4 Things to Know About Family Immigration

4 Things to Know About Family Immigration


Many people who have successfully obtained green cards or who have successfully become lawful permanent residents have family members that they would like to bring over to live with them in the United States. In addition, there are many US Citizens who fall in love with and marry foreign partners who would like to ensure those partners may immigrate with them.

The family-based immigration process is neither an easy thing nor a sure thing. Not every family member will be eligible for immigration and not every person can bring every family member over. Here’s what you need to know. 

#1) US Citizens Can File for Several Types of Family Members

If you are a United States citizen, even a naturalized one, you will be able to file for your spouse, child, parents, or siblings. 

Green cards are generally immediately available for spouses, unmarried children under the age of 21, and parents. Siblings and children who are older than 21 or who are married will generally have to wait as there are a limited number of visas available for those types of immigrants. 

Keep in mind that grandparents, cousins, nephews, nieces, aunts, and uncles are not covered under family immigration. 

#2) Green Card Holders Can File Limited Petitions

Lawful permanent residents may only file petitions for their spouses and unmarried children who are under the age of 21.  

If you want to bring over other family members you will need to focus on securing your own citizenship. Then you will be able to sponsor a wider variety of relatives.

#3) Some immigrants will be forced to immigrate through their embassies. 

You will want to check with an immigration attorney to find out what your relative’s situation is. Entering the United States at the wrong moment can cause significant snags in your immigration case.

While immigrating at an embassy is not always ideal it is the step you are going to want to take if that is required. Often embassy immigration will be required for a fiancee, for example.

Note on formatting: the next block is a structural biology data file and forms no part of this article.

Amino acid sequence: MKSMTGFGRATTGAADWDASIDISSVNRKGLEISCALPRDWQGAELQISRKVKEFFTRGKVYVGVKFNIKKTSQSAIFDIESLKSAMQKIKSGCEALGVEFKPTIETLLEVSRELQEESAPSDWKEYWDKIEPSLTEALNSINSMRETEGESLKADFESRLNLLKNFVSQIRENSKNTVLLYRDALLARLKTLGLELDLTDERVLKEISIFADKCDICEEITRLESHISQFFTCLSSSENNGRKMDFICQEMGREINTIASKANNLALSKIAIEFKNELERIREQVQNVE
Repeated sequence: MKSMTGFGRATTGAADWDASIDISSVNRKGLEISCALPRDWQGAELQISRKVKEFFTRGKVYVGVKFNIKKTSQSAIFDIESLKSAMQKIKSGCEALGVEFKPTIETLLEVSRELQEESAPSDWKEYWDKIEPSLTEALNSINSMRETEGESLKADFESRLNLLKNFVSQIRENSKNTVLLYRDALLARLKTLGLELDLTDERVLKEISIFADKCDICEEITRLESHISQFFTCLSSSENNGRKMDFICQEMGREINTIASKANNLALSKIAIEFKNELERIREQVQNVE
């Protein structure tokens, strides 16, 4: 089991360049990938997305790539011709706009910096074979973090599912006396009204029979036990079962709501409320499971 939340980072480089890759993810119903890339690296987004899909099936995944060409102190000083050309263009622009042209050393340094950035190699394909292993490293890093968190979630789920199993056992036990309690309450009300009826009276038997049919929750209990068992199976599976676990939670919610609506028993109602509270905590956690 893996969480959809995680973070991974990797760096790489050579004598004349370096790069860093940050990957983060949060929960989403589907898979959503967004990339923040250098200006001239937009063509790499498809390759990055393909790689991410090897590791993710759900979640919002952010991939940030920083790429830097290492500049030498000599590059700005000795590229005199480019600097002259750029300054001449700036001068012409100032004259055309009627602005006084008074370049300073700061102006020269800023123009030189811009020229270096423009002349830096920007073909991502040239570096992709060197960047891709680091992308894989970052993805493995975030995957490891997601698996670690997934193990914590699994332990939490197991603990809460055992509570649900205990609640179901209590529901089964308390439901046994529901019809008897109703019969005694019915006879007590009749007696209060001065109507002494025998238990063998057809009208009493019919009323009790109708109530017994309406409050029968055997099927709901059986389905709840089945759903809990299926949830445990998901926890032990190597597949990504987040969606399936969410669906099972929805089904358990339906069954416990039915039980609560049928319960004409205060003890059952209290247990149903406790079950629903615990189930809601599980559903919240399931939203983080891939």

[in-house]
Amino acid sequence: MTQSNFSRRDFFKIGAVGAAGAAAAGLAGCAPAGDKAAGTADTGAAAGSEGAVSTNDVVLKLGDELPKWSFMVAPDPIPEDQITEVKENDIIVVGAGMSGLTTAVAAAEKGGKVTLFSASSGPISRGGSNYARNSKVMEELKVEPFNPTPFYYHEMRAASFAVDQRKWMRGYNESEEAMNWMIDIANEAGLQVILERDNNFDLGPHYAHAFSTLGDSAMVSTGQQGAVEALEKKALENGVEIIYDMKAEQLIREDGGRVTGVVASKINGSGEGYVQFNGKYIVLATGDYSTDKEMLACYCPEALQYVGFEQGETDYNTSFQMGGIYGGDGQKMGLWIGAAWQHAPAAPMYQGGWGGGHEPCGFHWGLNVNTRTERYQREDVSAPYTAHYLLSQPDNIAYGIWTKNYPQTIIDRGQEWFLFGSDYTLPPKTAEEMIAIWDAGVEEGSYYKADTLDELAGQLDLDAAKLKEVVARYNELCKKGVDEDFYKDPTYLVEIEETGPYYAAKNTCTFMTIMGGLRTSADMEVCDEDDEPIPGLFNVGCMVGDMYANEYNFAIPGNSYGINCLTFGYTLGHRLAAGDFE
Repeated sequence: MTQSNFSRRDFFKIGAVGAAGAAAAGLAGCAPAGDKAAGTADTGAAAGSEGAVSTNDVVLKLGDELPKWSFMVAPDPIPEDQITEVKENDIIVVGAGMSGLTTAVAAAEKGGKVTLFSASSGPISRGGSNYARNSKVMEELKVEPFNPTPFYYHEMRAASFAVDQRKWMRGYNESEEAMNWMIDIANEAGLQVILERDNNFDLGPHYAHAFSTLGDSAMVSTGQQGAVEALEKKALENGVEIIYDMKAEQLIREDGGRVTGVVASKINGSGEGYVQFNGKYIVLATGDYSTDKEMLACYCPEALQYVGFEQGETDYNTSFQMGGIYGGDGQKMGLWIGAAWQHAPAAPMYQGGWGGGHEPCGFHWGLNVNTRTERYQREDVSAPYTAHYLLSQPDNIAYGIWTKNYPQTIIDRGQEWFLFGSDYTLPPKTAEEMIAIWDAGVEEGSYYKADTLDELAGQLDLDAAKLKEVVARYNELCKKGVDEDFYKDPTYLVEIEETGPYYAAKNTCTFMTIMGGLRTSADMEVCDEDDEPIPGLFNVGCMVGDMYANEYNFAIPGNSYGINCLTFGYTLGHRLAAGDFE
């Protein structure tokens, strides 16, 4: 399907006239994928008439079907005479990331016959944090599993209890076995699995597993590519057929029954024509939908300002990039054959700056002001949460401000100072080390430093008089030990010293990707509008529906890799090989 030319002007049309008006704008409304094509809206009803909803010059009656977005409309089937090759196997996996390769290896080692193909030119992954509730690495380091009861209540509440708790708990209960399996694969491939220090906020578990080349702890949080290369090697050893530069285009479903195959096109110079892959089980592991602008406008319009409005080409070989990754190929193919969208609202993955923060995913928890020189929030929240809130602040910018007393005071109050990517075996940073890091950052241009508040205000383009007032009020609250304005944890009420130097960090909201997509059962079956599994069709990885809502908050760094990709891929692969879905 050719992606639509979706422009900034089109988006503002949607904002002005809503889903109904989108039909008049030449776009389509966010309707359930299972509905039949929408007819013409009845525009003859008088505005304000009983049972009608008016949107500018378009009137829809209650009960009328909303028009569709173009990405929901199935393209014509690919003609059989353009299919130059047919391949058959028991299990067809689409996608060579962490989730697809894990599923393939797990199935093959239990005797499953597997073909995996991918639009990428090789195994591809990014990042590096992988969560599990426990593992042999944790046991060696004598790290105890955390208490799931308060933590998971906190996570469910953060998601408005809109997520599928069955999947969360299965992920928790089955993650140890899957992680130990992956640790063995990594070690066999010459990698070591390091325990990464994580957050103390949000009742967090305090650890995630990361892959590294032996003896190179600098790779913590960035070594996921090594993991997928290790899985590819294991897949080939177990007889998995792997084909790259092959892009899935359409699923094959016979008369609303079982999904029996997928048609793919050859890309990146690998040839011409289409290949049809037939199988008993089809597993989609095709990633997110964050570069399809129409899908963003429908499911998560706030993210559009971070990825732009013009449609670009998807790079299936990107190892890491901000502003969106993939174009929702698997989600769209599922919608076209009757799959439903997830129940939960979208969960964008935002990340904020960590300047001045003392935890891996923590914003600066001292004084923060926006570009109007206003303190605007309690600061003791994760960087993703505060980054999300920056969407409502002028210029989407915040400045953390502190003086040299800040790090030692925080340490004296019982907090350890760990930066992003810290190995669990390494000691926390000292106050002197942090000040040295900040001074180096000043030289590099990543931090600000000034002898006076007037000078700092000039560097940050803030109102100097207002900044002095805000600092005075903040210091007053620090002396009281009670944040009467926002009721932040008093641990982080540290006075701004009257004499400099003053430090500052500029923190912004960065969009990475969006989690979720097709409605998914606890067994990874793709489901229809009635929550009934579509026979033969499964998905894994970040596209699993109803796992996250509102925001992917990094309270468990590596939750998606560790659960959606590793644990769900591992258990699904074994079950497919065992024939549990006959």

#4) You’ll want to do it in the US if you can.

If your relative is eligible to come to the United States under a different visa then what you’ll be doing is applying for an adjustment of status, which is often easier to obtain.

If your relative is already in the United States they may be able to apply for a work permit and a driver’s license while they are awaiting a decision on the I-130 petition. In addition, all the petitions may filed all at once, in one big package. 

Getting Legal Advice is the Best Way to Ensure Success

Every immigration case is different. It’s easy to get blindsided by any number of issues which could render your family member ineligible for immigration. A skilled immigration attorney can help you meet these issues head on and can sometimes find solutions for them. 

In addition, an immigration attorney can help you ensure that your application is filled out correctly the first time. This prevents delays and legal problems that could keep you and your family members separated longer. Contact the Law Office of John Hykel today to get the kind of experienced legal help you’ll need to give your family member their best chance of success. 

See also:

New Guidance from the Biden Administration Concerning Removal Proceedings

Have You Been Waiting Too Long for Your Green Card?

Tips for a Green Card Marriage Interview

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